In regard to the use of rye as a cover crop into which soybeans
are no-tilled the following spring: Because in southeastern
South Dakota we are often dry, it is imperative that the rye
mulch plant is killed so as not to compete with the soybeans.
Does the roller accomplish this? If so, can I get plans to
build my own roller?
Thanks for the email and the interest in our cover crop work
and organic no-till. The question you ask is very important
and one that several others are concerned about.
Moisture is not nearly as critical here in the East as it
is in spring for you folks. For that reason, we will be sending
a roller to Steve Zwinger up in North Dakota at North Dakota
State University. We currently don't have enough data for
me to say what will fit into your system. I can tell you that
the roller will kill rye but not until it is headed out, and
that may be too late for you in terms of moisture.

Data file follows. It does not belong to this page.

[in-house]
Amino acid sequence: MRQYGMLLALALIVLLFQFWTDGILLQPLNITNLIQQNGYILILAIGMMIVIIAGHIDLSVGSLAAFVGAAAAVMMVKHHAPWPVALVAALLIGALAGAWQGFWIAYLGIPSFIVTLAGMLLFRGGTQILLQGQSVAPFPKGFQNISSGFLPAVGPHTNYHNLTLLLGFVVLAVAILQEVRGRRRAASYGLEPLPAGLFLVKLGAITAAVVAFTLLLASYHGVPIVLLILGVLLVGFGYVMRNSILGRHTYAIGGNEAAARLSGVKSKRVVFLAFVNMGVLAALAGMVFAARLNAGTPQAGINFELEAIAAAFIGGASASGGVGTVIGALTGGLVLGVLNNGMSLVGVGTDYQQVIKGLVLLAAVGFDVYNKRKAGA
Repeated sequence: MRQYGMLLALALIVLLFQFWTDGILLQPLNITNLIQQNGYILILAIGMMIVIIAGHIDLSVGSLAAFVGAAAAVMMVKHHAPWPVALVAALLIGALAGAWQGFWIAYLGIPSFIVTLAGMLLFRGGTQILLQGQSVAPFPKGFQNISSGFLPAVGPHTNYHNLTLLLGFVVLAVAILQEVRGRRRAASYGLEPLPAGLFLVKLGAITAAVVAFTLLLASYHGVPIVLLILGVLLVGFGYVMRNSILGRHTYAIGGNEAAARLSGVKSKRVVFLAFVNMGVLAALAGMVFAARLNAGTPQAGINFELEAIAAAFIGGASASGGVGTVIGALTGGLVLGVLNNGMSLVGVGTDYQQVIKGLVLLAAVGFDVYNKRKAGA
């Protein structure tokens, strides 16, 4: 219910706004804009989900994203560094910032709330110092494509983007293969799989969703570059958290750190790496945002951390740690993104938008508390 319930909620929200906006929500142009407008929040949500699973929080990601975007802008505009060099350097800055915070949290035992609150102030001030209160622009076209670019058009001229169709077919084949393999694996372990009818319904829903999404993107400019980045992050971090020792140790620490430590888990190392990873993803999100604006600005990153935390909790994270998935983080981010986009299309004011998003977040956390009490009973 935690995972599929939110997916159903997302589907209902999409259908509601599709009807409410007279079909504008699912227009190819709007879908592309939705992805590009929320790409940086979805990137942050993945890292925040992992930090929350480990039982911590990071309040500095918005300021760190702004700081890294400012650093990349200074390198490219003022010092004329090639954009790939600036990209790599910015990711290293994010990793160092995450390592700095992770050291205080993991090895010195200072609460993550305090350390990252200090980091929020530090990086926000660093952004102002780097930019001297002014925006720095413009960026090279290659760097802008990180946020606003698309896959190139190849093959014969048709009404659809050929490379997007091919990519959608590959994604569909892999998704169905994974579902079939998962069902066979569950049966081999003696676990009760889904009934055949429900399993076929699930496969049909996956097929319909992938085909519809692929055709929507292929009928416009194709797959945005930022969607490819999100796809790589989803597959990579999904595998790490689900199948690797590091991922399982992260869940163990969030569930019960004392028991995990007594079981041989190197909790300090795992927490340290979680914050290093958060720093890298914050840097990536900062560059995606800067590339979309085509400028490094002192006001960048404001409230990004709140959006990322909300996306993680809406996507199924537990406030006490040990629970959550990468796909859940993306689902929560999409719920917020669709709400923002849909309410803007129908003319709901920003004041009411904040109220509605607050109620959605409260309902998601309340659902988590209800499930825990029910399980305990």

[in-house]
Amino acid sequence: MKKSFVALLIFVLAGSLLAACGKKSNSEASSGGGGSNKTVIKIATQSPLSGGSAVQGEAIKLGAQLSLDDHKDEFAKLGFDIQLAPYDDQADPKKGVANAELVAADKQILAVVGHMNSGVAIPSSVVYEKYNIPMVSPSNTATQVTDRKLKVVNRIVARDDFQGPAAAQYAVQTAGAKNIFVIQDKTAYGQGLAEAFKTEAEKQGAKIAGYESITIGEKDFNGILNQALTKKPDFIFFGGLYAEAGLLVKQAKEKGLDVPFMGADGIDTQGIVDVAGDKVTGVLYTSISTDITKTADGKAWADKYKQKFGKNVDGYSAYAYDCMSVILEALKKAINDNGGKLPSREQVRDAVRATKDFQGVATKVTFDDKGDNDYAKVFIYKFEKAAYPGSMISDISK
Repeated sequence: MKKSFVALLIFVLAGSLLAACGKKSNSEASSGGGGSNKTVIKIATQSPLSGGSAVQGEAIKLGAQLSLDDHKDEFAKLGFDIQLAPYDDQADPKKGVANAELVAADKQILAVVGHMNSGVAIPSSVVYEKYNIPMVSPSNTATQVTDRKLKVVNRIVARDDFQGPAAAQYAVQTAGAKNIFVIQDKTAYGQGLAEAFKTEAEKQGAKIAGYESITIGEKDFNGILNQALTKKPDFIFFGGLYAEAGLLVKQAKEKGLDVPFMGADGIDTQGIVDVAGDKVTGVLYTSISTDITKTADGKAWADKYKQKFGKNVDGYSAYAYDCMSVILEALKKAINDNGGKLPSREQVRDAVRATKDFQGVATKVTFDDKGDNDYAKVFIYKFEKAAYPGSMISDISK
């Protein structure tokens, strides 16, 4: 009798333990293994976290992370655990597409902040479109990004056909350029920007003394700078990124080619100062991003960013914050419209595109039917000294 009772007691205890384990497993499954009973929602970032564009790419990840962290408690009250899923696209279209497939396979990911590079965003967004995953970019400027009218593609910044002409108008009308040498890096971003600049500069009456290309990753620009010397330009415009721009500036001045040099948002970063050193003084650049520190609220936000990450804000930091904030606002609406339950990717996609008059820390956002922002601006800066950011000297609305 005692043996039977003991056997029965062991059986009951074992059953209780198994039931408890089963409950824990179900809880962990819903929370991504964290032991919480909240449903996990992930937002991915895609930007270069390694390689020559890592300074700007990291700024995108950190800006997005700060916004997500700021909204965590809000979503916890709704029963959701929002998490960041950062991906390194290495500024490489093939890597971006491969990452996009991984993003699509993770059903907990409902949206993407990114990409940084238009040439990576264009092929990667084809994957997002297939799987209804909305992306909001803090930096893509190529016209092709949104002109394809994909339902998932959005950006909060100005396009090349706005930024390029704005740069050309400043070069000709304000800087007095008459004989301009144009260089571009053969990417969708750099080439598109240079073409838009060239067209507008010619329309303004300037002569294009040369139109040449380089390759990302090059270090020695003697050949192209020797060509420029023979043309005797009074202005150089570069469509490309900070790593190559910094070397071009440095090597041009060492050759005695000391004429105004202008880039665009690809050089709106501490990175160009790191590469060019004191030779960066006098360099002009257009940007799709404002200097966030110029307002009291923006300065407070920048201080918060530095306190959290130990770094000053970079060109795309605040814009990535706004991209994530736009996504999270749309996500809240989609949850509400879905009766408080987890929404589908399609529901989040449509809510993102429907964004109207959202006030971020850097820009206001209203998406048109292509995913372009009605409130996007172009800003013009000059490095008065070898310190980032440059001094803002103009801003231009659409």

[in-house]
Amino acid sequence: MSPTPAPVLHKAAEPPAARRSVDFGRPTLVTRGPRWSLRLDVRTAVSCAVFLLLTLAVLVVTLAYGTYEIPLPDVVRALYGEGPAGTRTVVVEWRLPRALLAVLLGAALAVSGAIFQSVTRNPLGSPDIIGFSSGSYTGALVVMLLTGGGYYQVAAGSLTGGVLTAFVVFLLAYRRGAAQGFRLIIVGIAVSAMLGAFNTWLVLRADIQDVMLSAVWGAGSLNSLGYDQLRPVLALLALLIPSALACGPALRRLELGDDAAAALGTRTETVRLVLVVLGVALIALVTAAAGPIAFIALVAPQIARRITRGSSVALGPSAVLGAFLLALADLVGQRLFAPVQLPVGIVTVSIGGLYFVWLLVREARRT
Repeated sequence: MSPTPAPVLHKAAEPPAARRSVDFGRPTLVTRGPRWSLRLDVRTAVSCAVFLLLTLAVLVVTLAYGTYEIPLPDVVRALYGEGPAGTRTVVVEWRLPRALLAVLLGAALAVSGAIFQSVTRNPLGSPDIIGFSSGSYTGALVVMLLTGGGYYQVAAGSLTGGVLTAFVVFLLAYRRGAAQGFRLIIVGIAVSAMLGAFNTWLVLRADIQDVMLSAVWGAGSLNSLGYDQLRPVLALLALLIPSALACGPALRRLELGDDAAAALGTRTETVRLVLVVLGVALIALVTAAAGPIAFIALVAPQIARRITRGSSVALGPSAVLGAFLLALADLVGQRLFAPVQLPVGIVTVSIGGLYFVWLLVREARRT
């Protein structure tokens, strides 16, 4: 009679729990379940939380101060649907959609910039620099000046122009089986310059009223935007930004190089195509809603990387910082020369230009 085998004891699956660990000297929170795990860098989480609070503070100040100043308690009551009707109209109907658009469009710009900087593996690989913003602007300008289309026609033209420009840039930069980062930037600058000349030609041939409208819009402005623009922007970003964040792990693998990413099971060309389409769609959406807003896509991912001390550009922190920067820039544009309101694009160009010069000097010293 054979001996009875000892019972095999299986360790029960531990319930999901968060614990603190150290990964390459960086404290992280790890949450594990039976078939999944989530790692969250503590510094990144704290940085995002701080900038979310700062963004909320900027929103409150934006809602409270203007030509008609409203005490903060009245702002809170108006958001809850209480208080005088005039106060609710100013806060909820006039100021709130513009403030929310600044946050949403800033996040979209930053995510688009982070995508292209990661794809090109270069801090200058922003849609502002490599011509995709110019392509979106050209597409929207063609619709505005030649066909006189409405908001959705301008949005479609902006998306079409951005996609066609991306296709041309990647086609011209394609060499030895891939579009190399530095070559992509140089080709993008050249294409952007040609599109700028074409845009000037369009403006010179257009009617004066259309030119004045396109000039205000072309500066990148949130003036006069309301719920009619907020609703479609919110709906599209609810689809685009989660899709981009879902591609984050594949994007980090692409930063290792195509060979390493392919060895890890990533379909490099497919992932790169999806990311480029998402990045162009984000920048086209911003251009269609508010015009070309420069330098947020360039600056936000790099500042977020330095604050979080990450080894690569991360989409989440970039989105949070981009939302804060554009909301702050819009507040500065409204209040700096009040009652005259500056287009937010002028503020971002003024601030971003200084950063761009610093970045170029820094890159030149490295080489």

Think of the roller as a tool to speed up the process of
what a plant does naturally. For example, winter annuals like
rye would normally die after it sets seed. We are simply tricking
the plant into physiologically dying early by crimping the
stem once it is past it's flowering stage. If you roll the
rye to early, its need to flower will be too great and it
will stand back up and continue to survive, although at a
weaker stand (more like a gooseneck stand). If you roll it
real early when it is only in the vegetative stage (grass),
it will do nothing but leave marks in the soil. We need to
get more data on the timing of rolling in moisture-sensitive
areas as well as searching for other cover crops that might
fit the system there better than rye.
Hope this helps.
Have some questions to Ask Jeff? E-mail
him directly at email@example.com.